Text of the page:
WESTMINSTER — Sentence finally due
For the fourth time, a Baltimore man who pleaded guilty last year to trying to hire a hit man to murder a friend expects to be sentenced.
Barry Kolodner was to be sentenced by Circuit Judge Luke K. Burns Jr. last month, but attorneys for the man said that his brother was having surgery and it was necessary for him to be there. All is apparently on schedule for tomorrow's sentencing, the fourth one scheduled in the last four months.
Kolodner pleaded guilty in December to agreeing to pay a county man $1,500 to kill Michael Blickman, a Baltimore man to whom Kolodner owed $8,000 in gambling debts.
In exchange for the guilty plea, Kolodner is expected to be sentenced to no more than 18 months in state prison.
Court records show Kolodner owed Blickman more than $8,000 lost on a gambling machine in Blickman's East Baltimore arcade. Blickman had been pressuring Kolodner to pay.
Marsh pleads guilty
WESTMINSTER -- A man who gained national attention for serving 14 years in prison before his murder conviction was overturned has pleaded guilty to having sex with a 13-year-old baby-sitter.
As part of a plea bargain agreement, Guy Gordon Marsh avoided a return to prison in exchange for his guilty plea to the charge of statutory rape.
Carroll County Circuit Judge Luke K. Burns Jr. gave Marsh a three-year suspended sentence on Monday and placed him on three years of unsupervised probation.
Prosecutors also dropped six of seven charges in the case as part of the agreement.
Assistant State's Attorney Kathi Hill said that the baby-sitter -- now 15 -- agreed to the plea bargain.
Marsh, 45, gained national attention when he was released from prison in 1987 after serving more than 14 years of a life-plus-10-years sentence for the June 1971 slaying of Charles Erdman. The victim was shot while trying to stop a robbery of a convenience store.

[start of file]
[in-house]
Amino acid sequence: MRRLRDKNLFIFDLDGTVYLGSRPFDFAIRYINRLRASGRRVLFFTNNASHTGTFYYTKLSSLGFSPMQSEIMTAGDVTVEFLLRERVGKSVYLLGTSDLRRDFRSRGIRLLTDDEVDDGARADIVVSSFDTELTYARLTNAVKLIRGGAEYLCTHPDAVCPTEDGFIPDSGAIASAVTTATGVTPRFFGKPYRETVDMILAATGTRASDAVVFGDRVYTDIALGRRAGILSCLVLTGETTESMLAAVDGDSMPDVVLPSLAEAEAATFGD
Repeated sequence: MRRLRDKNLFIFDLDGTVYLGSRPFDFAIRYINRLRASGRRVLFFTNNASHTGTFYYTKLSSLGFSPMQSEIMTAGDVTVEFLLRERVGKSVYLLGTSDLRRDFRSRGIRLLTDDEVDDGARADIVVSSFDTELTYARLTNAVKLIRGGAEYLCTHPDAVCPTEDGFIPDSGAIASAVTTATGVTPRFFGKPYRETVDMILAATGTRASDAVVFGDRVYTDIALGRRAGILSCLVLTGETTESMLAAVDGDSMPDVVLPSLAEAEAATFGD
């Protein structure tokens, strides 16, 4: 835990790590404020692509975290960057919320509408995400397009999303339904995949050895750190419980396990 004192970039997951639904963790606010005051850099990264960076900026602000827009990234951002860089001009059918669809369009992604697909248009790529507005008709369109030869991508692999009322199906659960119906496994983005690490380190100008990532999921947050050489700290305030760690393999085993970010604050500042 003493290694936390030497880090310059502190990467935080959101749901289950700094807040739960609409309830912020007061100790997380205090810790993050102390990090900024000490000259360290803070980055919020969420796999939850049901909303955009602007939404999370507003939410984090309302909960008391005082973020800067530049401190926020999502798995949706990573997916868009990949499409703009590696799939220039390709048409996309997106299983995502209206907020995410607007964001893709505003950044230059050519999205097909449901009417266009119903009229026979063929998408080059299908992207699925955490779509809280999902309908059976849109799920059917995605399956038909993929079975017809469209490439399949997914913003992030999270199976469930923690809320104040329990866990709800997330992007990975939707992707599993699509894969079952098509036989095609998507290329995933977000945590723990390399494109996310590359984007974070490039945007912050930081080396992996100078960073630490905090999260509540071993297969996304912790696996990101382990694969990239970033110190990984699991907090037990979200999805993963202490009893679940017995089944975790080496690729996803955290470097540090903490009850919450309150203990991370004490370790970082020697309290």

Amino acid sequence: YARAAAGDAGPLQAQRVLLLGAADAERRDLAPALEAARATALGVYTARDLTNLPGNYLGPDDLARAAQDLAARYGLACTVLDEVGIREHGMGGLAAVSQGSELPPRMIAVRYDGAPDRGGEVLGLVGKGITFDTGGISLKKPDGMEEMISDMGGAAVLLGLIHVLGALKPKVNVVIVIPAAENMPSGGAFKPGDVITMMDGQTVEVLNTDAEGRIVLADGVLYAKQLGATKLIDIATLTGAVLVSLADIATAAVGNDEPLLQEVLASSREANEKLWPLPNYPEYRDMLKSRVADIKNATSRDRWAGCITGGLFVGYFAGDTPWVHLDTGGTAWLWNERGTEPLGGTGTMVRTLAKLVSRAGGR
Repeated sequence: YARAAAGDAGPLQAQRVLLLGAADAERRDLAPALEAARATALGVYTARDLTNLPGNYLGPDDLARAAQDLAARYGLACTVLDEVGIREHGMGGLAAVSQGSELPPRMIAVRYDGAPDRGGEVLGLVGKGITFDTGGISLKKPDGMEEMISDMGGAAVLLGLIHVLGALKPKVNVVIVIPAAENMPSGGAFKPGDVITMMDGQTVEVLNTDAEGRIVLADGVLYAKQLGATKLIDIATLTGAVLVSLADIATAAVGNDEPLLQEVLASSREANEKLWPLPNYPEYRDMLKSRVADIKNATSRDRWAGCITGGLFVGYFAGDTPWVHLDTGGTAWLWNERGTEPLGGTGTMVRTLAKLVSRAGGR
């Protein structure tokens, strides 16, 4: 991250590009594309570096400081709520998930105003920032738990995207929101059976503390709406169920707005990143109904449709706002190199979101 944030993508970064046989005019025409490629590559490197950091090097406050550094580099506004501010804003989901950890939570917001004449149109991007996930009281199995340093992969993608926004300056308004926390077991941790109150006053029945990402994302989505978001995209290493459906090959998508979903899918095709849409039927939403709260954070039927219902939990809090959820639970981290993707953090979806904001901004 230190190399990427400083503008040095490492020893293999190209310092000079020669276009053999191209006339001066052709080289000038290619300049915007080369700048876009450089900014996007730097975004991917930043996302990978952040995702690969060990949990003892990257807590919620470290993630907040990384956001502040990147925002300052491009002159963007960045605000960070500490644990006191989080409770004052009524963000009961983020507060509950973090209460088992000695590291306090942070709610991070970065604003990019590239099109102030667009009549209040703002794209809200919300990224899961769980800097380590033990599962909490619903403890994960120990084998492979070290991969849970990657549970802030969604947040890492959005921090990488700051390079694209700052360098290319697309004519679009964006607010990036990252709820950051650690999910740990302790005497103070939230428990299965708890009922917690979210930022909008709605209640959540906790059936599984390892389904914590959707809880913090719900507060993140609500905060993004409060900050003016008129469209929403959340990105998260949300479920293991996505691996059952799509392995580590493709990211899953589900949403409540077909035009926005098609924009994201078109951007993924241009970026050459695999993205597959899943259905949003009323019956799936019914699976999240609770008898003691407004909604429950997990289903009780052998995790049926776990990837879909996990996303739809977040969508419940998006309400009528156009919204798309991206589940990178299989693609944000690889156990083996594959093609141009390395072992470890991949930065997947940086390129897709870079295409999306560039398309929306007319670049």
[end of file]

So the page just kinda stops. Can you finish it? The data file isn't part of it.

The conviction was overturned after a key witness later admitted she lied. Prosecutors decided not to retry Marsh, saying they did not have enough evidence.
After an evidence suppression hearing last month in Carrolll Circuit Court, the only evidence that the prosecution could have turned to in the rape case was the testimony of the baby-sitter. That testimony, say the prosecutor and the defense attorney, would have been scrutinized by a jury.
Barbara Kreiner, Marsh's public defender, said the decision to accept a plea agreement rather than go to trial was to eliminate the possibility of a return trip to state prison.
"This was not a decision that came easily," she said. "While there is no question we could have won this case, Gordie is living proof that justice is not done all of the time. He's been through hell, and he wanted to spare his family from going through it."
Firings are fought
WESTMINSTER -- Sheriff John H. Brown unfairly fired two veteran deputies recently, say the two in court filings here.
Sgt. Paul F. Nolte, who was fired by Brown in March, and Deputy Marvin V. Hewitt, who was fired in April, have appealed their dismissals and are seeking reinstatement, court records show.
Nolte, who was fired on March 27 for unspecified reasons after 18 years on the job, will have his appeal heard by an internal grievance review panel, records show. He filed an appeal in Circuit Court last month.
The three-member Sheriff's Department Trial Board will convene in June, records show.
Hewitt, who has worked for the department for more than 11 years, was fired April 15 after Brown reviewed the results of a March disciplinary hearing by the Trial Board.
The disciplinary hearing -- convened for undisclosed reasons -- had recommended that Brown place a written reprimand in Hewitt's file.
However, court records show that Brown disagreed with the recommendation.
"The charges speak for themselves," Brown wrote on Hewitt's dismissal form, which was included in his appeal filed on Friday. "This contempt for authority cannot and will not be tolerated. I feel any other comments would be pointless."